The Colony Film Fest is about more than showing movies to raise money for its historic namesake's renovation.
"Through the course of the years, we have developed a bit of a film presence here," said Hunt Brawley, development director for the Colony Theatre on Putnam Street in Marietta.
This is the seventh year for the festival, which features work by filmmakers from Ohio, West Virginia and beyond. The slate this year includes a pair of feature-length entries, live-action and animated short films and non-competition documentaries and a film being shot locally. In addition, there will be tours of the historic theater offered and a Saturday morning workshop conducted by a Huntington, W.Va., native who has worked on films like "Black Swan" and "Snakes on a Plane."
Brawley said the festival's goal is not just to put on an arts festival but to "literally create the art behind the event" by encouraging local filmmakers.
Toward that end, there are five entries from local filmmakers, not including a screening and discussion of "Christ Complex," written and directed by Parkersburg resident Jeffrey Scott Richards.
Aaron Dunbar, a Lowell resident and student at Edinboro University in Pennsylvania is entering a short entitled "Hare Tactics: When Free Speech Goes Too Far."
If you go
What: Seventh annual Colony Film Festival.
When: 6 to 11:15 p.m. Friday; workshop, 10 a.m. to noon Saturday, films resume 1:15 to 10:50 p.m., with awards at 11.
Where: Mid-Ohio Valley Players Theatre, 229 Putnam St., Marietta.
Admission: one-day pass, $10; two-day pass, $12.
More information, including a complete schedule, is available at colonyfilmfestival.com
"It's basically an animated lampoon of the 24-hour news cycle, and the predisposition of news networks to 'inflate' their stories for the sake of ratings, or to push their own political agenda, much to the disservice of their viewers, and, on occasion, to their endangerment," he said in an email.
The film previously won first prize at the National Coalition Against Censorship's Youth Free Expression Network Film Contest and was named best in show at Edinboro's Fall 2010 Student Film Festival.
Marietta resident Andy Hall won the Best Local award at last year's festival with a short film entitled "Uninvited" and he's back this year with two entries - "The Stone," a stop-motion animated tale, and "Weirdo in a Weird Land," a live-action short. He started helping with the festival five years ago and is impressed with how it's developed.
"I know there are film fests all over, but it's exciting to have one locally," he said.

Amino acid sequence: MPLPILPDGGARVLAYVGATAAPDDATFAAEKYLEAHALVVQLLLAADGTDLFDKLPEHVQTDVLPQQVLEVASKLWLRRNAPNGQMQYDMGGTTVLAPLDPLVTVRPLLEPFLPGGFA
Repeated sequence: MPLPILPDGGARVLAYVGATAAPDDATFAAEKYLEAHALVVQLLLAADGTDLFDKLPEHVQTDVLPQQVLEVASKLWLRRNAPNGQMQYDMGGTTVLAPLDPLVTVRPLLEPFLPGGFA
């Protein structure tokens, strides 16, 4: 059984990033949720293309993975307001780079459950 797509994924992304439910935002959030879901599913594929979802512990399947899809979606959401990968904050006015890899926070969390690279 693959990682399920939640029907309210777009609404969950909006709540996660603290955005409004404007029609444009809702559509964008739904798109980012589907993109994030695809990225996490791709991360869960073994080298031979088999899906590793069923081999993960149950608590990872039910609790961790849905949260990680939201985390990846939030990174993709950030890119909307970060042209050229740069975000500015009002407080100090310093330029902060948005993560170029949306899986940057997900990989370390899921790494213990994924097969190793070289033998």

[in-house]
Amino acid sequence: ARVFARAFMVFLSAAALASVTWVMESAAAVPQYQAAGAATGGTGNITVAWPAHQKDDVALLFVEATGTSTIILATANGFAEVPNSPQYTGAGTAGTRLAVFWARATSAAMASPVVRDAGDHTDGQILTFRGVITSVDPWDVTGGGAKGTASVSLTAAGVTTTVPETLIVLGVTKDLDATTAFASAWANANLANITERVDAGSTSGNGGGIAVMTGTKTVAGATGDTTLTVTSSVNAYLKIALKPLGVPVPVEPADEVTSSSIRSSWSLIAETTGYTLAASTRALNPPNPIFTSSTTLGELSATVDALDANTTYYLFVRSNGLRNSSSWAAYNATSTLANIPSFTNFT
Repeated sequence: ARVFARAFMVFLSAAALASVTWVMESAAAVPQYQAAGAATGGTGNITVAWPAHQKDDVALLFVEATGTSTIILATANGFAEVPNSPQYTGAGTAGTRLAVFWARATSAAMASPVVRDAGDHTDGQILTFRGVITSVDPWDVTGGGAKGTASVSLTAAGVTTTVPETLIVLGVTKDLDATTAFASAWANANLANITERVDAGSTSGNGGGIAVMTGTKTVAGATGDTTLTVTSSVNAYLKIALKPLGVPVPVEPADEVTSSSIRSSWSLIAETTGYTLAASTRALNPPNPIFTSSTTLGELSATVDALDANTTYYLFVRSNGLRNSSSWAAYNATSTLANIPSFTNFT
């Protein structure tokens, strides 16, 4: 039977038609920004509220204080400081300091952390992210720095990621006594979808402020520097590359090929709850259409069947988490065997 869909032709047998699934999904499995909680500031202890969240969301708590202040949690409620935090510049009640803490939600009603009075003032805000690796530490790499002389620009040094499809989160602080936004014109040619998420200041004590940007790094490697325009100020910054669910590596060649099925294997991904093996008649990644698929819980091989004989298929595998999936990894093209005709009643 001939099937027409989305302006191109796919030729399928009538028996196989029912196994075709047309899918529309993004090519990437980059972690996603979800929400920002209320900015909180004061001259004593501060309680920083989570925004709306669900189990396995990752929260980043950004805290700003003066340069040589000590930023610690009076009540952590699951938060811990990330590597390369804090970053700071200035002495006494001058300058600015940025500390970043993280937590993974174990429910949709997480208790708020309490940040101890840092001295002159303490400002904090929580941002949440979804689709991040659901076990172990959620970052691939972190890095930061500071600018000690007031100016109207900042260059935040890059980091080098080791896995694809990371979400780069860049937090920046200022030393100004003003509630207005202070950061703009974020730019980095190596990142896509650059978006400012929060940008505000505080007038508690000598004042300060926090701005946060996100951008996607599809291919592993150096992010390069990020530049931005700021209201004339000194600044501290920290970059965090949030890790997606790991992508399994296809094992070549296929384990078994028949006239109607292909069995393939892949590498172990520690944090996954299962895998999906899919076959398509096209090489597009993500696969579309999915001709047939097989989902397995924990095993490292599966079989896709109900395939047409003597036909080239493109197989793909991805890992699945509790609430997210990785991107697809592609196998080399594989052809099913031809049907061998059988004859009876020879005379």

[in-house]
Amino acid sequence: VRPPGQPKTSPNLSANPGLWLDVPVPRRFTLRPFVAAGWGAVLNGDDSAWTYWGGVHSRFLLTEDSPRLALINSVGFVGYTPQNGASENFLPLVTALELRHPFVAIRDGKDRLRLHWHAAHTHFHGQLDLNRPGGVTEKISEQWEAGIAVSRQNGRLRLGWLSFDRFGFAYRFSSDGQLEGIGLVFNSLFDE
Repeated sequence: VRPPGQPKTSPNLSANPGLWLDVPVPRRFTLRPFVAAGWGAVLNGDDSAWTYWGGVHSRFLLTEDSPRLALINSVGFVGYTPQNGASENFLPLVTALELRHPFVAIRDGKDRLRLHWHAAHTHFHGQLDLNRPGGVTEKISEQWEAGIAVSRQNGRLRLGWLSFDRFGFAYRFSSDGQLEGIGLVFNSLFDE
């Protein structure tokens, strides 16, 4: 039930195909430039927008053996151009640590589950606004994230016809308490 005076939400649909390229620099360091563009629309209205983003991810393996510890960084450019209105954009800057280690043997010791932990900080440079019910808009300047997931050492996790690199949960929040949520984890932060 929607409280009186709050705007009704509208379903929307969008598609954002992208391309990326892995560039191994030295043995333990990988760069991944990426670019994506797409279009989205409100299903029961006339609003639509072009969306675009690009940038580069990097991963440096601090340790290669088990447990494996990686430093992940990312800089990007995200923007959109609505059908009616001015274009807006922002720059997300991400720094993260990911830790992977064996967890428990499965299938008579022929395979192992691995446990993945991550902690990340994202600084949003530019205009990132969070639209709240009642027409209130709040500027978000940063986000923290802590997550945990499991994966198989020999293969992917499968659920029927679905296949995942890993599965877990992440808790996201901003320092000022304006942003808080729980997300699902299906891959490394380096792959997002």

Asylum Comics owner Jordan Lowe served as a judge at the festival for the first six years, but is entering this year with "Running the Asylum," an online Web mockumentary series about owning a comic shop in a small town. The episodes have been posted online, but Lowe said the only feedback he really receives there is the number of hits.
"I think it'll be a blast to see it on the big screen and hopefully hear a lot of laughs where you're supposed to hear laughs," he said.
"Pink Ribbons Inc." will show at 8 p.m. Friday as a non-competition entry. Director Lea Pool's documentary provides "kind of a critical look as the commercialization of the breast cancer movement," Brawley said. A discussion will follow.
On Saturday morning, award-winning special effects producer Brad Kalinoski will offer a workshop on "Post-Production Editing." He started out shooting local commercials in Huntington before moving to Los Angeles with his wife. He's held positions with companies like George Lucas' Industrial Light & Magic and Rainmaker Animation and Visual Effects. He now works with LOOK FX and his past credits include "The King's Speech," "Speed Racer," "Evan Almighty" and " Pirates of the Caribbean: Dead Man's Chest."
Saturday evening will feature a screening of the Emmy-winning 1991 documentary "The Dancing Outlaw," followed by a keynote address from the filmmaker, Morgantown, W.Va., resident Jacob Young, whose documentaries have been selected for numerous awards and festivals, including SXSW and Sundance. His topic will be "No matter how hopeless things seem, keep shooting!"
Proceeds from the event will benefit the ongoing restoration of the 94-year-old Colony Theatre.
Wayne Towner contributed.